Seminar Series: Sea Shanties and Sailor Songs—A Lecture and Performance with Craig Edwards 17 April 2021
Register Here for the 17 April 2021 Seminar Series Live Zoom Event
Lecture & Performance at 11:00 AM ET, Q&A to Follow
Pre-registration is required and greatly appreciated. Seminars are free to attend.
Back in January this year, you may have read NMHS senior staff writer Shelley Reid’s Sea History Today post on the recent phenomenon of sea shanties taking the internet by storm. At the time of writing, “Soon May the Wellerman Come,” performed by the folk group The Longest Johns, was at the top of the music service Spotify’s viral hit songs. How is it that the “rock and roll of 1752″—as it was called in the movie Fisherman’s Friends—is so popular right now? In this time of social distancing, perhaps we are looking for a sense of community, and traditional tunes, particularly the call-and-response variety, are repetitive and designed to be sung along by even the least musical among us. No matter what the reason for the sudden resurgence, we can all enjoy the abundance of maritime music, and even sing along for a verse or two!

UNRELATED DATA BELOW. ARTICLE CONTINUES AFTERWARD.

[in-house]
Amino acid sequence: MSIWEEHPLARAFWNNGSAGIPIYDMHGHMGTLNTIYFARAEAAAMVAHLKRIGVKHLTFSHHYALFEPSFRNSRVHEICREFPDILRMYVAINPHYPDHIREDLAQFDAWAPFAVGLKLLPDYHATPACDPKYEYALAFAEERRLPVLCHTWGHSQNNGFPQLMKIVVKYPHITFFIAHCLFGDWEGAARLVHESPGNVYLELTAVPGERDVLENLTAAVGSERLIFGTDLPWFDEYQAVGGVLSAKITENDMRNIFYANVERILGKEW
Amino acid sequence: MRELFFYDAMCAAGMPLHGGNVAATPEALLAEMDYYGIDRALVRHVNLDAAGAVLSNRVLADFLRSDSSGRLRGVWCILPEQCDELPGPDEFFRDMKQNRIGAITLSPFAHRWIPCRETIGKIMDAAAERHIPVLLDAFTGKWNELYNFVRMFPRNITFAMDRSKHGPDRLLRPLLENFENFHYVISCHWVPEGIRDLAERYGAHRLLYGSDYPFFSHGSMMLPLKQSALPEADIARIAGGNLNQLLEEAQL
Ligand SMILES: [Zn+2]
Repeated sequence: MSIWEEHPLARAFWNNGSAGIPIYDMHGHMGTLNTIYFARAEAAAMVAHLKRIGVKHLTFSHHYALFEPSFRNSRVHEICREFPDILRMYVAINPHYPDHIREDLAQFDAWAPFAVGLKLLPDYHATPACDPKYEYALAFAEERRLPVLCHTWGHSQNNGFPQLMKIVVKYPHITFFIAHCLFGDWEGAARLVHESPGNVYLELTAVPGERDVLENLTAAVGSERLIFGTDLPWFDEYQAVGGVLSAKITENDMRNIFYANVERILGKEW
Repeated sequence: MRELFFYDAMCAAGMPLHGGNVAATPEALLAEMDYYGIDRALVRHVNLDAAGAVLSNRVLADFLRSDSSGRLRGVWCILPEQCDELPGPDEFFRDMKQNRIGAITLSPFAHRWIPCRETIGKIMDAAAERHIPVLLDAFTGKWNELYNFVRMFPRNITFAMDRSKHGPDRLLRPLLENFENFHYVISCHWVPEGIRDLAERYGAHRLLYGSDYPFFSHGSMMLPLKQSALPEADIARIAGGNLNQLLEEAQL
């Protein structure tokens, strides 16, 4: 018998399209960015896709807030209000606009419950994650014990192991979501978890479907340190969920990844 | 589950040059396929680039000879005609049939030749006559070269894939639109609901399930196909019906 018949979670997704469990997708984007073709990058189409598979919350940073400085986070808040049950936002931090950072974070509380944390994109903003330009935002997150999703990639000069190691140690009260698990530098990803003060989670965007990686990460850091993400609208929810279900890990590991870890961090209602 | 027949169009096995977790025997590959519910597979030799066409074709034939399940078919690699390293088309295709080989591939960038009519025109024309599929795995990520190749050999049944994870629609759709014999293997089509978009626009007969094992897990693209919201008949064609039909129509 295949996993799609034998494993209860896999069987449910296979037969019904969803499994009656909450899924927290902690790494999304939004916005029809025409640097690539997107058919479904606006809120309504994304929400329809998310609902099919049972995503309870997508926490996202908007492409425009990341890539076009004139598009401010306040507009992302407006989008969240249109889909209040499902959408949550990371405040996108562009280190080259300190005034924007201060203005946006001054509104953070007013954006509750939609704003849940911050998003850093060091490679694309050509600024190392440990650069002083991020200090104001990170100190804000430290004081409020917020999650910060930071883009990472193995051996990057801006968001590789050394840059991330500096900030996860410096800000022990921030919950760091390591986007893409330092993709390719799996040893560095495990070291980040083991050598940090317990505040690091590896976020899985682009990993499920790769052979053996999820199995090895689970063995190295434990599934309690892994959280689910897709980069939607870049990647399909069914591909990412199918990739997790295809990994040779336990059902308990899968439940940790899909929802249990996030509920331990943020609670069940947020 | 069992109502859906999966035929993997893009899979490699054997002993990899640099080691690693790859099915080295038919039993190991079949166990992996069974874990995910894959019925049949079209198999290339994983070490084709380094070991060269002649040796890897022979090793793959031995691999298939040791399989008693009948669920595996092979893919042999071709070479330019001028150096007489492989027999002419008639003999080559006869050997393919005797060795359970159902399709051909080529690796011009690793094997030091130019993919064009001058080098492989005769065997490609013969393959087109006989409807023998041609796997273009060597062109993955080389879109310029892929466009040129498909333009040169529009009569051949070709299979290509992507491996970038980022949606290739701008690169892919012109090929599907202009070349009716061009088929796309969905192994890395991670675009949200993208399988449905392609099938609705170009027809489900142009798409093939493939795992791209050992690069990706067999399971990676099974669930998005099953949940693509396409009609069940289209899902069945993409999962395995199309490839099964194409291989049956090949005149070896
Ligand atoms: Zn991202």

Join us on Saturday, 17 April 2021 for this special seminar, held jointly with the Hendrick Hudson Free Library, as ethnomusicologist and professional shantyman Craig Edwards reveals the history and uses of maritime work songs based on the most recent scholarship, and performs instrumental music and songs of merchant and naval sailors, whalers, and fishermen—music that tells the fascinating stories about their work and lives. For a preview of one of Craig’s performances, see his rendition of “Way Stormalong John“.
About Craig Edwards
Craig Edwards is a Wesleyan University-trained ethnomusicologist, singer, multi-instrumentalist, and musical historian who began working as a staff musician at Mystic Seaport Museum in 1984. He has thirty-five years of experience demonstrating the use of song in coordinating shipboard tasks and has served as Director of Mystic Seaport Museum’s Sea Music Festival and moderator of the Annual Symposium of Music and the Sea.